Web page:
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Galaxy Luminosity Classes

In the same sense that there are intrinsically bright and intrinsically faint stars, there are also bright and faint galaxies of the same Hubble type. Luminosity appears to be correlated with the degree to which the spiral arms are developed. Since luminosity is related to the number of stars present in a galaxy, the more luminous galaxies are also the more massive. Luminosity classes similar to stellar luminosity classes have been adopted. The designations use the Roman numerals I, II, III, IV, and V to denote galaxies of decreasing luminosity.

The classification fundamentally depends upon the strength, thickness, contrast, and prominence of the arms. The more prominent the arms, the higher the luminosity class. While luminosity class for galaxies does appear to be correlated with the mass of the galaxy for a particular location along the spiral sequence, the original hope that the luminosity class could be used to indicate intrinsic luminosity or absolute magnitude has not been verified. Indeed, the luminosity class appears not to be at all correlated with the absolute magnitude of a galaxy. A better indicator seems to be the so-called Tully-Fisher relation, which is a correlation between the mean rotational velocity (to the fourth power) of a spiral galaxy and its absolute magnitude. A similar relation (Faber-Jackon relation) holds for elliptical galaxies if the velocity dispersion is used instead of the rotational velocity (which is only meaningful for disk galaxies).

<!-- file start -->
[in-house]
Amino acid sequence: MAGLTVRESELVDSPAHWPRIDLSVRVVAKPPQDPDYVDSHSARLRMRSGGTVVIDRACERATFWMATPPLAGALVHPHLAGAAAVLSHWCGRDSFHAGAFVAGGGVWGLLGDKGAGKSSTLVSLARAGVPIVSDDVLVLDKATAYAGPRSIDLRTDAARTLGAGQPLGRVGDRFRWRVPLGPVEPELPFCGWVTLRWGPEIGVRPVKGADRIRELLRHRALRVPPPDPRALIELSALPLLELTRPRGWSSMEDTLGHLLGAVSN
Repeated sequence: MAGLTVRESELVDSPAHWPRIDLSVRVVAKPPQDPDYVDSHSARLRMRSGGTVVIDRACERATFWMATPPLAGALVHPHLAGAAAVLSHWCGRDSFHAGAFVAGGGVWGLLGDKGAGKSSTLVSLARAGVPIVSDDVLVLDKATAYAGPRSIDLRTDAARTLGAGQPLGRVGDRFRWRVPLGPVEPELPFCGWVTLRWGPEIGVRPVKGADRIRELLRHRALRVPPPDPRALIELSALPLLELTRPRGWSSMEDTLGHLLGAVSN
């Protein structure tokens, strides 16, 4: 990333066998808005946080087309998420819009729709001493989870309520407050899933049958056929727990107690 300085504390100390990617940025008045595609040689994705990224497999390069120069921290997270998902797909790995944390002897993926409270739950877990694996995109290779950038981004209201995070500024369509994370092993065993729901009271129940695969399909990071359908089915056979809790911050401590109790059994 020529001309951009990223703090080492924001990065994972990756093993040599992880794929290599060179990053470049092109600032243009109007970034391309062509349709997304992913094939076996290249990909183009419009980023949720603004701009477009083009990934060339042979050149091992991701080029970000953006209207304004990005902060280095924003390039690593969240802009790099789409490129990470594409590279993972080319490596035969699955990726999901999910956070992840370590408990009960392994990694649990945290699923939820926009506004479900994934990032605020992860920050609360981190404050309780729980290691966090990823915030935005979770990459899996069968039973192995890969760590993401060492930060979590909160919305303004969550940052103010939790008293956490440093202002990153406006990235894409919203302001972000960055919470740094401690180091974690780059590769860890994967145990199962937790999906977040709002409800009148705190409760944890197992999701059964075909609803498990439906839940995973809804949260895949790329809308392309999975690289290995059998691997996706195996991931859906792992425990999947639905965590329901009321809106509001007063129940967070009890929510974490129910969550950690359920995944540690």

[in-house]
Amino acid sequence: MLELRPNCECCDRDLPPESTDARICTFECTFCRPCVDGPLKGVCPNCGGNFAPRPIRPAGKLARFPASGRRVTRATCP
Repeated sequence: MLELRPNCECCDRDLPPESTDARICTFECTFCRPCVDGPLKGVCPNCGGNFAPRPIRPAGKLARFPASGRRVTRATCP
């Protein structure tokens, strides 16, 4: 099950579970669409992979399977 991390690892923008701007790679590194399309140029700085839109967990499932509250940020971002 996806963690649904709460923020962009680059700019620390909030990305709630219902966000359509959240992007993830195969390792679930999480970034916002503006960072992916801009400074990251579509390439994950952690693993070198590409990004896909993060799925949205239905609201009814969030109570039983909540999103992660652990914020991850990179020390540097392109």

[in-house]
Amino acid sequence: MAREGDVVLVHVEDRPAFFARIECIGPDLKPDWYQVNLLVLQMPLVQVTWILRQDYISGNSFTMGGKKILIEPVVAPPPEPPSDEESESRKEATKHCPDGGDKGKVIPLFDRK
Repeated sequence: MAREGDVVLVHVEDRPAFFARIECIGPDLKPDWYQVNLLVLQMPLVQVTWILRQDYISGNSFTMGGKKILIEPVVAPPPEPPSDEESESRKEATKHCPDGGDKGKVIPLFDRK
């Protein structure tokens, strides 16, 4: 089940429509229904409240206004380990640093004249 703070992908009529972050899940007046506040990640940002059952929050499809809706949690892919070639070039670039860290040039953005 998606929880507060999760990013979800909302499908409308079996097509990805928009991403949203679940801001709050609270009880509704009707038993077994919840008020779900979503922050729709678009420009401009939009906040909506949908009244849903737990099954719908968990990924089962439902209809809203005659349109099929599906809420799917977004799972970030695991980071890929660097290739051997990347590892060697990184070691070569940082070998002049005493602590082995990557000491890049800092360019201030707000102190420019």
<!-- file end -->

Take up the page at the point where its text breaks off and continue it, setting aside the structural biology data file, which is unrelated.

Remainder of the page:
Luminosities or absolute magnitudes may be determined for a galaxy by measuring an apparent magnitude and determining the distance. Magnitude determinations are difficult for galaxies since it is hard to define the precise location of the "edge" for a nebulous object. In addition, corrections must be applied because of the attenuation by dust in our own galaxy, the attenuation due to dust in the external galaxy, the orientation of the galaxy in space (edge-on or face-on), and the K-correction due to the redshift of the galaxy.

The following results are believed to be typical absolute magnitudes.


Notice that the absolute magnitude for a dE galaxy is only one magnitude brighter than the absolute magnitude for the brightest single supergiant stars in our own galaxy and in the LMC. Just for reference, the absolute magnitude for the sun (a G2 main sequence star) is about +5, while the absolute magnitude for a star like Sirius (an A0 main sequence star) is about +1. A typical red giant star might have an absolute magnitude of about 0 (zero).

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This page was last modified on Saturday 31st January 2009 @ 11:15am

Science Mission Directorate Universe Division

Responsible SSU Personnel:

Dr. Kevin McLin (mclin at universe dot sonoma dot edu)

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